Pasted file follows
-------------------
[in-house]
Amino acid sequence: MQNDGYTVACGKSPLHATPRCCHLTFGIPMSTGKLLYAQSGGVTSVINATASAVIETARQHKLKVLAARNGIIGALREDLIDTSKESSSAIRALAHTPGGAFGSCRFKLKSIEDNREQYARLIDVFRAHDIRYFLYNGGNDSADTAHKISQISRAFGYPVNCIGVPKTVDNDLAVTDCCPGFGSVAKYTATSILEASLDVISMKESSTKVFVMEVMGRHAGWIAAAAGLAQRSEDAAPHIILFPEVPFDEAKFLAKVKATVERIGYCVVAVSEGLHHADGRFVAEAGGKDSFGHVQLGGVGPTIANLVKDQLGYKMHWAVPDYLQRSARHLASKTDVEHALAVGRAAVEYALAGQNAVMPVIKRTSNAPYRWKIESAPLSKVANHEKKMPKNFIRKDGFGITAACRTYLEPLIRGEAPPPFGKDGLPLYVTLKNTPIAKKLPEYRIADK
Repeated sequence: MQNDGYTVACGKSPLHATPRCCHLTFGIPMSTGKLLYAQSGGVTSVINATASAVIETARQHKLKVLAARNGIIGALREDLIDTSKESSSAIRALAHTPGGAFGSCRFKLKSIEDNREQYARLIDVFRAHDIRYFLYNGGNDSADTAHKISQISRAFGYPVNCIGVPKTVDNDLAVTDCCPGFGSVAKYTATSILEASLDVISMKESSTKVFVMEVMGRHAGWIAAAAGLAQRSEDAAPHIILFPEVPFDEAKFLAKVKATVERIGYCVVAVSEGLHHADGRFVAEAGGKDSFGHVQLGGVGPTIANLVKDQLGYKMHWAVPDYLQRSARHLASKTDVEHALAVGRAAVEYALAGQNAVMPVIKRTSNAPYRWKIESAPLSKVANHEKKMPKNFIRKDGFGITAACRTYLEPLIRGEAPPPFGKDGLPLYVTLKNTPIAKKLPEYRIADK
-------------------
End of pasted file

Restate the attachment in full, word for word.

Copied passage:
[in-house]
Amino acid sequence: MQNDGYTVACGKSPLHATPRCCHLTFGIPMSTGKLLYAQSGGVTSVINATASAVIETARQHKLKVLAARNGIIGALREDLIDTSKESSSAIRALAHTPGGAFGSCRFKLKSIEDNREQYARLIDVFRAHDIRYFLYNGGNDSADTAHKISQISRAFGYPVNCIGVPKTVDNDLAVTDCCPGFGSVAKYTATSILEASLDVISMKESSTKVFVMEVMGRHAGWIAAAAGLAQRSEDAAPHIILFPEVPFDEAKFLAKVKATVERIGYCVVAVSEGLHHADGRFVAEAGGKDSFGHVQLGGVGPTIANLVKDQLGYKMHWAVPDYLQRSARHLASKTDVEHALAVGRAAVEYALAGQNAVMPVIKRTSNAPYRWKIESAPLSKVANHEKKMPKNFIRKDGFGITAACRTYLEPLIRGEAPPPFGKDGLPLYVTLKNTPIAKKLPEYRIADK
Repeated sequence: MQNDGYTVACGKSPLHATPRCCHLTFGIPMSTGKLLYAQSGGVTSVINATASAVIETARQHKLKVLAARNGIIGALREDLIDTSKESSSAIRALAHTPGGAFGSCRFKLKSIEDNREQYARLIDVFRAHDIRYFLYNGGNDSADTAHKISQISRAFGYPVNCIGVPKTVDNDLAVTDCCPGFGSVAKYTATSILEASLDVISMKESSTKVFVMEVMGRHAGWIAAAAGLAQRSEDAAPHIILFPEVPFDEAKFLAKVKATVERIGYCVVAVSEGLHHADGRFVAEAGGKDSFGHVQLGGVGPTIANLVKDQLGYKMHWAVPDYLQRSARHLASKTDVEHALAVGRAAVEYALAGQNAVMPVIKRTSNAPYRWKIESAPLSKVANHEKKMPKNFIRKDGFGITAACRTYLEPLIRGEAPPPFGKDGLPLYVTLKNTPIAKKLPEYRIADK